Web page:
Saving the Cain Campaign

The Cain Train is about to derail.  There is probably only one thing Herman can do at this point to get his campaign back on track: he can talk about race.  Specifically, he can talk about two subjects that are taboo for white politicians: affirmative action and black crime.

During the crusade against the confirmation of Clarence Thomas, one line of attack was that since Yale Law School had introduced affirmative action a few years before Thomas was accepted, he was its beneficiary, and it was hypocritical for him to criticize it.  There was a small problem.  None of those savaging Thomas had access to his grades, test scores, or letters of recommendation.  Their unstated assumption was simply that no African-American could have gotten into Yale Law School without someone bending the rules.  Affirmative action tarnishes the achievements of bright and ambitious African-Americans, and Cain should be able to speak eloquently and passionately on this subject.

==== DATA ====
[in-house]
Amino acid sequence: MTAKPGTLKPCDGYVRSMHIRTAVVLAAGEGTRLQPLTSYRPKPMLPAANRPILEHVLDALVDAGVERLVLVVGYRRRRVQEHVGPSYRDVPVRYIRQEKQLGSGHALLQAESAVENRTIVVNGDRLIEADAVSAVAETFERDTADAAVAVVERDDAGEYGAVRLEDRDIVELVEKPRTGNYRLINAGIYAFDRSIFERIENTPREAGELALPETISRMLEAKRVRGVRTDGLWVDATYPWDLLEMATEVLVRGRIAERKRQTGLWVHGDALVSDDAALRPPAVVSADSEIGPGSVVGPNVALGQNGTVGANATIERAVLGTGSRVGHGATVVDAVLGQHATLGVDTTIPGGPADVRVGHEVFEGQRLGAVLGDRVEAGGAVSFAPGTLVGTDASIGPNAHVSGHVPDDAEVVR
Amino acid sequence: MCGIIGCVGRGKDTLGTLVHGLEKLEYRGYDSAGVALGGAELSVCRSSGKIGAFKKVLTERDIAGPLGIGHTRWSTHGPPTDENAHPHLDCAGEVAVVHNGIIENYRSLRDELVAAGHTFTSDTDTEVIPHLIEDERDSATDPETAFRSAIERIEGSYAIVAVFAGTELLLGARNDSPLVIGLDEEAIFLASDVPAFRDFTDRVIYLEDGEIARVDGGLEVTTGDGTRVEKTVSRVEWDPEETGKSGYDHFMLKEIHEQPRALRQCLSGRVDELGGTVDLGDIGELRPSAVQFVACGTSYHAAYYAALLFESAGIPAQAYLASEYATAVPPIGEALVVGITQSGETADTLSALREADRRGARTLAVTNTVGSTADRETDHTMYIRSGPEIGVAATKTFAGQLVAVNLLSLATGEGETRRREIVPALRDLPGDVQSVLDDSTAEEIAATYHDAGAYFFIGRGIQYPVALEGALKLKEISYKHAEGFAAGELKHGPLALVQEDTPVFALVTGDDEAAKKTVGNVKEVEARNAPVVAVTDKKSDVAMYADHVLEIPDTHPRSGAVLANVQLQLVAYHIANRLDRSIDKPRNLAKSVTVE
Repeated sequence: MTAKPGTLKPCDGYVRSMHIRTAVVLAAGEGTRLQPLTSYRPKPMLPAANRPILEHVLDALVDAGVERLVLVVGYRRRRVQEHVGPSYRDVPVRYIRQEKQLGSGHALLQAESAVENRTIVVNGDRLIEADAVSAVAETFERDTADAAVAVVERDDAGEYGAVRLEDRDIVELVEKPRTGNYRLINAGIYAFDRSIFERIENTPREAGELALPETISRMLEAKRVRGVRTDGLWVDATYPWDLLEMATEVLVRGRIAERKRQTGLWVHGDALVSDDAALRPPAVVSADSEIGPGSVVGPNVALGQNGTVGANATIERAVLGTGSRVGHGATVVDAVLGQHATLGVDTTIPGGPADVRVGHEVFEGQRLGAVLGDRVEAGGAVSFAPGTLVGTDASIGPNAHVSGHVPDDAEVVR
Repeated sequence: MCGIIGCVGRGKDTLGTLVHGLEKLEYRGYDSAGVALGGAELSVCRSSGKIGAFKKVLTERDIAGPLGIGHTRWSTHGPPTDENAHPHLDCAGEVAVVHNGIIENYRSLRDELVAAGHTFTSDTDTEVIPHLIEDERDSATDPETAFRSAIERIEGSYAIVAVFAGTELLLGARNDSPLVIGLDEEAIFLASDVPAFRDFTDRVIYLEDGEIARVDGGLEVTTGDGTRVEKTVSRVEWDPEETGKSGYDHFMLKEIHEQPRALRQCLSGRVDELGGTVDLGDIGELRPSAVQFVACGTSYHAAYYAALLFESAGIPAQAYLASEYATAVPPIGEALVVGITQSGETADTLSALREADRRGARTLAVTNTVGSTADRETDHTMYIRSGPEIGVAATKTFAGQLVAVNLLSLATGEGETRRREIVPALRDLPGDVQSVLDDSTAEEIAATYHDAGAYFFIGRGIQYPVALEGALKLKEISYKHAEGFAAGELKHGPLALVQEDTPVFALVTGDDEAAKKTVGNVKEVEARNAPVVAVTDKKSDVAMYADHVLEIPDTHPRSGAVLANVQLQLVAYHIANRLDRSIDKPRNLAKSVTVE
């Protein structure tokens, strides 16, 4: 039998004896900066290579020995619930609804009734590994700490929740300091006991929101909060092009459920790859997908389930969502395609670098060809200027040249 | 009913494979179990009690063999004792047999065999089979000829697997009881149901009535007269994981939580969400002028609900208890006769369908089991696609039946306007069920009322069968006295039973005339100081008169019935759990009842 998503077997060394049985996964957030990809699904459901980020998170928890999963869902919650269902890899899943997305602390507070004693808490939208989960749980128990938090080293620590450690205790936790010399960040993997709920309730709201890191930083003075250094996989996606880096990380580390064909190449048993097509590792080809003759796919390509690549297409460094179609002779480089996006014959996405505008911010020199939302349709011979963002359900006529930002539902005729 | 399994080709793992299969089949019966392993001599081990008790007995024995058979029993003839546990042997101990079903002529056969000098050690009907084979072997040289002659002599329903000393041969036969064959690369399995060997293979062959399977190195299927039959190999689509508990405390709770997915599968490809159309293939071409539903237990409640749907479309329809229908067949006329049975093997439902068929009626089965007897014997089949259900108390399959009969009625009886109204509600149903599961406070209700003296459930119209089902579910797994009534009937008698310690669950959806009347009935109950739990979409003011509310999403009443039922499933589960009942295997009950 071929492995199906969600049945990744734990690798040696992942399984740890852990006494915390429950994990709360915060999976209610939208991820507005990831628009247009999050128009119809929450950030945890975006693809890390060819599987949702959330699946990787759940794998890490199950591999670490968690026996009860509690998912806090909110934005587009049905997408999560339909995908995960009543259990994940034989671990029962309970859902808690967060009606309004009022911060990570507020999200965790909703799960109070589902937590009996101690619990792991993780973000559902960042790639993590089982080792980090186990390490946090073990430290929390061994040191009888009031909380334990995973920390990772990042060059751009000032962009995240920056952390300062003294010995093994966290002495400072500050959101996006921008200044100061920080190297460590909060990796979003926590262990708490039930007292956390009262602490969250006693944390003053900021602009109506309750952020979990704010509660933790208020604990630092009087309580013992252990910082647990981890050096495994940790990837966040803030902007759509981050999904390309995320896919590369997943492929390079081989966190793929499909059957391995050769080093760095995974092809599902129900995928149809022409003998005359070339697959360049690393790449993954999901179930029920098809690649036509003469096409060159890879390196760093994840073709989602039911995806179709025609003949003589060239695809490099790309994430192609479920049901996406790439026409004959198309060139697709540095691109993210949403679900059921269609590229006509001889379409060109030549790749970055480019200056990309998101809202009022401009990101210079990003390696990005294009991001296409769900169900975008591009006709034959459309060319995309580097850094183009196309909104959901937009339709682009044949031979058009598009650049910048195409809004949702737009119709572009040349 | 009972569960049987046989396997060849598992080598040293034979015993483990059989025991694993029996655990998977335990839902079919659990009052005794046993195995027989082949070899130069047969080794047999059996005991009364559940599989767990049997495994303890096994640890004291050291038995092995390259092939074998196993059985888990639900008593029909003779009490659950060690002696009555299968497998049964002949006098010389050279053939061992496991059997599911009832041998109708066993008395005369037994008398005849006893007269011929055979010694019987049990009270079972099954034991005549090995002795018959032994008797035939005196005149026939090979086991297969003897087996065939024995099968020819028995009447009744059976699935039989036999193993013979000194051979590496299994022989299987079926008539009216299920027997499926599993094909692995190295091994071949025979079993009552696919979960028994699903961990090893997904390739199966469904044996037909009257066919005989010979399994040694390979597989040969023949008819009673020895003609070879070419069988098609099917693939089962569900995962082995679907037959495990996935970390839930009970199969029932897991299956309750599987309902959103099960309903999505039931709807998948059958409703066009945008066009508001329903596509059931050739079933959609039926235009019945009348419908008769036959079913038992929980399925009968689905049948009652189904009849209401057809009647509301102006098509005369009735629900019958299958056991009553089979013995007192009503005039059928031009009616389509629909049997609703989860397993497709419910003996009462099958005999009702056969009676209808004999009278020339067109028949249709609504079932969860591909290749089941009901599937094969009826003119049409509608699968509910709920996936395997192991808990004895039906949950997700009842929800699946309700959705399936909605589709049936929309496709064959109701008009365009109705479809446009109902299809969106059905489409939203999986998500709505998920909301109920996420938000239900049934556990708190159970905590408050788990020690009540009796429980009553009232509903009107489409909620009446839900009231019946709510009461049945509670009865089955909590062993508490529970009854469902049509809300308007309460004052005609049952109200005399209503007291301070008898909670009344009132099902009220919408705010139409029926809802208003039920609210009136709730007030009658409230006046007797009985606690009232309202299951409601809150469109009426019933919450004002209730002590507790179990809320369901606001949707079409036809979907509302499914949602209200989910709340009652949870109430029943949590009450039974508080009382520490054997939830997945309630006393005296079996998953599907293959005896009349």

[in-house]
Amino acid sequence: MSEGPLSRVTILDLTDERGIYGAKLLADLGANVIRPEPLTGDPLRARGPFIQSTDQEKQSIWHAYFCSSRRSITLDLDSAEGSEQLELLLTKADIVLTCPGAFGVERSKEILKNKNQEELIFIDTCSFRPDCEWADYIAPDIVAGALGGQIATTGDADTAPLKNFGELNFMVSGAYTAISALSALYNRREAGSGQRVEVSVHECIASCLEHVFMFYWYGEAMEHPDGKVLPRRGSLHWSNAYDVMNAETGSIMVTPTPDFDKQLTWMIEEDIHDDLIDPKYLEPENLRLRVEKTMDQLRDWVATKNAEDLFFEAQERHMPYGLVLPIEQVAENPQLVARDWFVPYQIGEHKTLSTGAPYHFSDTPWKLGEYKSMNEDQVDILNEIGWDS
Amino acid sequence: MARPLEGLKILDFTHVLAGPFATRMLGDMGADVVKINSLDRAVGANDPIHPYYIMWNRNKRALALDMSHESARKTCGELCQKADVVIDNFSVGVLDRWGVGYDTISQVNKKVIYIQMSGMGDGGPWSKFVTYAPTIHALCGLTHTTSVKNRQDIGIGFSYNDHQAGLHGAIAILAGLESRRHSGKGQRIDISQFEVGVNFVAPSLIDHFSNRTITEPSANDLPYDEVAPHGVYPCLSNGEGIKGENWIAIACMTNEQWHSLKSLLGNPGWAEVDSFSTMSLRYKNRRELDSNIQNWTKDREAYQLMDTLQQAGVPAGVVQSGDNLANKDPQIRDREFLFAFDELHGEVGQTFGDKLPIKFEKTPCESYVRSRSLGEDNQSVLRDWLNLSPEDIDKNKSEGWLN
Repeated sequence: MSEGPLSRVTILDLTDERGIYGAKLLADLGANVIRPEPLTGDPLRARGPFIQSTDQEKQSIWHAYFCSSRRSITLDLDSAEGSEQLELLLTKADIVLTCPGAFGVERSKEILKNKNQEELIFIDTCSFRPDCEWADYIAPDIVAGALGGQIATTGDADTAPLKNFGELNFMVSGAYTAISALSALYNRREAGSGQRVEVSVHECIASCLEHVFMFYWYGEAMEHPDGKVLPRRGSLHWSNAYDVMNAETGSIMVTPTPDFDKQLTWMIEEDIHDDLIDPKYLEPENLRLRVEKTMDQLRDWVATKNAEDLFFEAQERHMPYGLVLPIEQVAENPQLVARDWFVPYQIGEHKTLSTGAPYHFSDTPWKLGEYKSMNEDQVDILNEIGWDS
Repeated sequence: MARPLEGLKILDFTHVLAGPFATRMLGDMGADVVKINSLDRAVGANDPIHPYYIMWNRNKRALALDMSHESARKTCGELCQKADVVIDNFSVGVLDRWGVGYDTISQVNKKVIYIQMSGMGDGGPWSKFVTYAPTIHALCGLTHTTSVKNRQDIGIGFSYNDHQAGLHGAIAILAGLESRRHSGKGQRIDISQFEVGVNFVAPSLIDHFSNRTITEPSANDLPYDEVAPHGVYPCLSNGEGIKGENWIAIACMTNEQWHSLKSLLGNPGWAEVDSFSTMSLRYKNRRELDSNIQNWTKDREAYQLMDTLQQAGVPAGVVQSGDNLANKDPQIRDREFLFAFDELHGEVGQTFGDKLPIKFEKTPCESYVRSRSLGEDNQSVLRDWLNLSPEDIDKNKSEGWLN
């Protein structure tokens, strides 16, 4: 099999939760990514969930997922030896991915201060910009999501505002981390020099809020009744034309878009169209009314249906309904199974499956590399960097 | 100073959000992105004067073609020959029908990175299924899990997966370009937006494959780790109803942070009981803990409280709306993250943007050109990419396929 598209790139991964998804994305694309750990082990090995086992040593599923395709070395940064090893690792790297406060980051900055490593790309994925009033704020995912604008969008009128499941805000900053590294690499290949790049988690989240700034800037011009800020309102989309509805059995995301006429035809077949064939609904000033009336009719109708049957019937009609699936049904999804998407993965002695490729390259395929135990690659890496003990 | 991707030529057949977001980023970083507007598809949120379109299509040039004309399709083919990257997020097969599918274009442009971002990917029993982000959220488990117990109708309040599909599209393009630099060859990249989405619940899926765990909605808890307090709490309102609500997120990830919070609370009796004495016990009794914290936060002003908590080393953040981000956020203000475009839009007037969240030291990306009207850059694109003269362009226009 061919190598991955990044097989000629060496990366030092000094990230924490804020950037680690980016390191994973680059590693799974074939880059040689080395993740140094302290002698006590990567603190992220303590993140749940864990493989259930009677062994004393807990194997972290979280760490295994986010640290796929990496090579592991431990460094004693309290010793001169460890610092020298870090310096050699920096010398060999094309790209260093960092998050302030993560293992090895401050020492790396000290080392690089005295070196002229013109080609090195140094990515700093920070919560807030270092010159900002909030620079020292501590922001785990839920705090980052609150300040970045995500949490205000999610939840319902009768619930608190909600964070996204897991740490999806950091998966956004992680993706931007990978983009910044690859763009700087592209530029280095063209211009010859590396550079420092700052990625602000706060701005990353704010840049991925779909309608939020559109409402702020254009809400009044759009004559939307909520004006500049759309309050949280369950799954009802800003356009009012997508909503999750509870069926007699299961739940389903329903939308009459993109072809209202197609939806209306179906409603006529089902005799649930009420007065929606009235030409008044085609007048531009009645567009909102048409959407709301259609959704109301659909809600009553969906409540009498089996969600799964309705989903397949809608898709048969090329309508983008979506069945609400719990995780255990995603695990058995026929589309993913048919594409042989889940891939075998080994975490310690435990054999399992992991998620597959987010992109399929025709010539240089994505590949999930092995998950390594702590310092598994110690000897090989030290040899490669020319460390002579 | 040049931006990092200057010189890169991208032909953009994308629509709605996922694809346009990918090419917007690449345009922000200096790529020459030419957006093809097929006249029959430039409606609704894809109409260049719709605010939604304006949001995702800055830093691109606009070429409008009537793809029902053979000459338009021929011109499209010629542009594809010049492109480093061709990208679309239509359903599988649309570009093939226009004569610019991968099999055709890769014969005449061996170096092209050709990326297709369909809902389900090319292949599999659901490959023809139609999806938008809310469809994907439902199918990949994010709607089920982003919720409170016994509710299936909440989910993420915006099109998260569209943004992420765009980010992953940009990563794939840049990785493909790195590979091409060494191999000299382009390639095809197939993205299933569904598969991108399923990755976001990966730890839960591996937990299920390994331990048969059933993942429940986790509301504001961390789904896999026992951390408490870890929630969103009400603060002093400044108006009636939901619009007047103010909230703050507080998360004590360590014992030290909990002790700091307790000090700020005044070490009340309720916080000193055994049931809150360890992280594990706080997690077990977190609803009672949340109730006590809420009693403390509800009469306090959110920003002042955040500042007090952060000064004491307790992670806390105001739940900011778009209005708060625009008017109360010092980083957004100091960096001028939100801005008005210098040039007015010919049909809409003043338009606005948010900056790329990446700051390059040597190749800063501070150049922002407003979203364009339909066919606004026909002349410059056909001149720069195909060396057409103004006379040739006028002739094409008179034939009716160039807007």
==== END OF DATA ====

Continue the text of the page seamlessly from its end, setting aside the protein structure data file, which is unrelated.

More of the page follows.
But of course, the chief victims of affirmative action are whites and Asians.  Few people would begrudge colleges taking account of socio-economic differences.  But to select a minority candidate who may have been raised in the suburbs by parents earning a six-figure income over a better-qualified non-minority candidate strikes most Americans as blatantly unfair.  (As in all surveys, everything depends on the wording.  After Grutz and Grutter, the Pew Center found that 63% of respondents still favored "affirmative action," but 72% opposed preferential treatment for blacks and other minorities.)  Tests have repeatedly been shown to be excellent predictors of academic success, and the differences in the test scores required by non-minority compared to minority candidates is mind-boggling.  To take only one example, according to The Shape of the River, the well-known defense of affirmative action by Bowen and Bok, black applicants to five highly selective schools who had SATs between 1100 and 1149 (on a scale of 1600) had a 50% chance of being admitted, while whites needed to have at least a 1400 before they had the same chance of being accepted.  This exceeded by 50% the gap in average SAT scores on the 1600-point scale, which was a little over 200 points.